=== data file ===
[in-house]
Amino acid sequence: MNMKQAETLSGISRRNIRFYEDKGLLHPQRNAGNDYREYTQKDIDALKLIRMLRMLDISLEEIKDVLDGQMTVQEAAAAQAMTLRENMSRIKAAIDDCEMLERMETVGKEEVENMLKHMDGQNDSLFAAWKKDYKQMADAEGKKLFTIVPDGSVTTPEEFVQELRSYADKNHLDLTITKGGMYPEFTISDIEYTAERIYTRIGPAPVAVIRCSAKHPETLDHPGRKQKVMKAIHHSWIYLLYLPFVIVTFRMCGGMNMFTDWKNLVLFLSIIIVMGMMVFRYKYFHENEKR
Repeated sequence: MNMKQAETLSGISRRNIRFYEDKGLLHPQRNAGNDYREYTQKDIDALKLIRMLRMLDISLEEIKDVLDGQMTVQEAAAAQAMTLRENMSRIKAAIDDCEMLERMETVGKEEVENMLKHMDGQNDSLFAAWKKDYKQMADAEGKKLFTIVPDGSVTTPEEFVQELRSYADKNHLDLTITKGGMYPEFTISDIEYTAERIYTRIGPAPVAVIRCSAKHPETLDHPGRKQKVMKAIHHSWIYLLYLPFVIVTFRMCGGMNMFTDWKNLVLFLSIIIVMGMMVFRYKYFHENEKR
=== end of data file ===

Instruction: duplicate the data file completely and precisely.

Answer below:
[in-house]
Amino acid sequence: MNMKQAETLSGISRRNIRFYEDKGLLHPQRNAGNDYREYTQKDIDALKLIRMLRMLDISLEEIKDVLDGQMTVQEAAAAQAMTLRENMSRIKAAIDDCEMLERMETVGKEEVENMLKHMDGQNDSLFAAWKKDYKQMADAEGKKLFTIVPDGSVTTPEEFVQELRSYADKNHLDLTITKGGMYPEFTISDIEYTAERIYTRIGPAPVAVIRCSAKHPETLDHPGRKQKVMKAIHHSWIYLLYLPFVIVTFRMCGGMNMFTDWKNLVLFLSIIIVMGMMVFRYKYFHENEKR
Repeated sequence: MNMKQAETLSGISRRNIRFYEDKGLLHPQRNAGNDYREYTQKDIDALKLIRMLRMLDISLEEIKDVLDGQMTVQEAAAAQAMTLRENMSRIKAAIDDCEMLERMETVGKEEVENMLKHMDGQNDSLFAAWKKDYKQMADAEGKKLFTIVPDGSVTTPEEFVQELRSYADKNHLDLTITKGGMYPEFTISDIEYTAERIYTRIGPAPVAVIRCSAKHPETLDHPGRKQKVMKAIHHSWIYLLYLPFVIVTFRMCGGMNMFTDWKNLVLFLSIIIVMGMMVFRYKYFHENEKR